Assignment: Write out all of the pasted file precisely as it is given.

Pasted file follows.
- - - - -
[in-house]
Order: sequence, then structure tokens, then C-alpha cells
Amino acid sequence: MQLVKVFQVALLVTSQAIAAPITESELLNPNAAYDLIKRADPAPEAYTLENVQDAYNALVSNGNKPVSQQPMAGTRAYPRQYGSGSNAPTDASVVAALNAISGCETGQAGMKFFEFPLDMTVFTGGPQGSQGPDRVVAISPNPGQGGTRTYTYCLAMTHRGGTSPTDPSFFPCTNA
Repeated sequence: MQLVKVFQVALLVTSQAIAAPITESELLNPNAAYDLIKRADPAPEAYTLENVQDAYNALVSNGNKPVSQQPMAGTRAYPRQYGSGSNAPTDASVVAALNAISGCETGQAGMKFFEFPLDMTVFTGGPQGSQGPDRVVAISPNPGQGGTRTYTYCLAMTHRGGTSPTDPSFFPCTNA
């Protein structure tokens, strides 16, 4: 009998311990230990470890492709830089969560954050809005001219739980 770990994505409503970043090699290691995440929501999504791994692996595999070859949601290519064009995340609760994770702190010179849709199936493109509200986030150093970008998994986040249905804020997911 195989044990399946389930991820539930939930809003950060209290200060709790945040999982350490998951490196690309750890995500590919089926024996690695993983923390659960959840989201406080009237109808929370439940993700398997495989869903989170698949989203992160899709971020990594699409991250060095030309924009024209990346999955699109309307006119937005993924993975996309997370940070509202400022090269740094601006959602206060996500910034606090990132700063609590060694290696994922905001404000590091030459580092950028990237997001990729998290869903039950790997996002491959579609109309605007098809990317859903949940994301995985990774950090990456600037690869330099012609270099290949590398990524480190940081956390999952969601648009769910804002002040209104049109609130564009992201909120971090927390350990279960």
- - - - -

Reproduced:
[in-house]
Order: sequence, then structure tokens, then C-alpha cells
Amino acid sequence: MQLVKVFQVALLVTSQAIAAPITESELLNPNAAYDLIKRADPAPEAYTLENVQDAYNALVSNGNKPVSQQPMAGTRAYPRQYGSGSNAPTDASVVAALNAISGCETGQAGMKFFEFPLDMTVFTGGPQGSQGPDRVVAISPNPGQGGTRTYTYCLAMTHRGGTSPTDPSFFPCTNA
Repeated sequence: MQLVKVFQVALLVTSQAIAAPITESELLNPNAAYDLIKRADPAPEAYTLENVQDAYNALVSNGNKPVSQQPMAGTRAYPRQYGSGSNAPTDASVVAALNAISGCETGQAGMKFFEFPLDMTVFTGGPQGSQGPDRVVAISPNPGQGGTRTYTYCLAMTHRGGTSPTDPSFFPCTNA
């Protein structure tokens, strides 16, 4: 009998311990230990470890492709830089969560954050809005001219739980 770990994505409503970043090699290691995440929501999504791994692996595999070859949601290519064009995340609760994770702190010179849709199936493109509200986030150093970008998994986040249905804020997911 195989044990399946389930991820539930939930809003950060209290200060709790945040999982350490998951490196690309750890995500590919089926024996690695993983923390659960959840989201406080009237109808929370439940993700398997495989869903989170698949989203992160899709971020990594699409991250060095030309924009024209990346999955699109309307006119937005993924993975996309997370940070509202400022090269740094601006959602206060996500910034606090990132700063609590060694290696994922905001404000590091030459580092950028990237997001990729998290869903039950790997996002491959579609109309605007098809990317859903949940994301995985990774950090990456600037690869330099012609270099290949590398990524480190940081956390999952969601648009769910804002002040209104049109609130564009992201909120971090927390350990279960």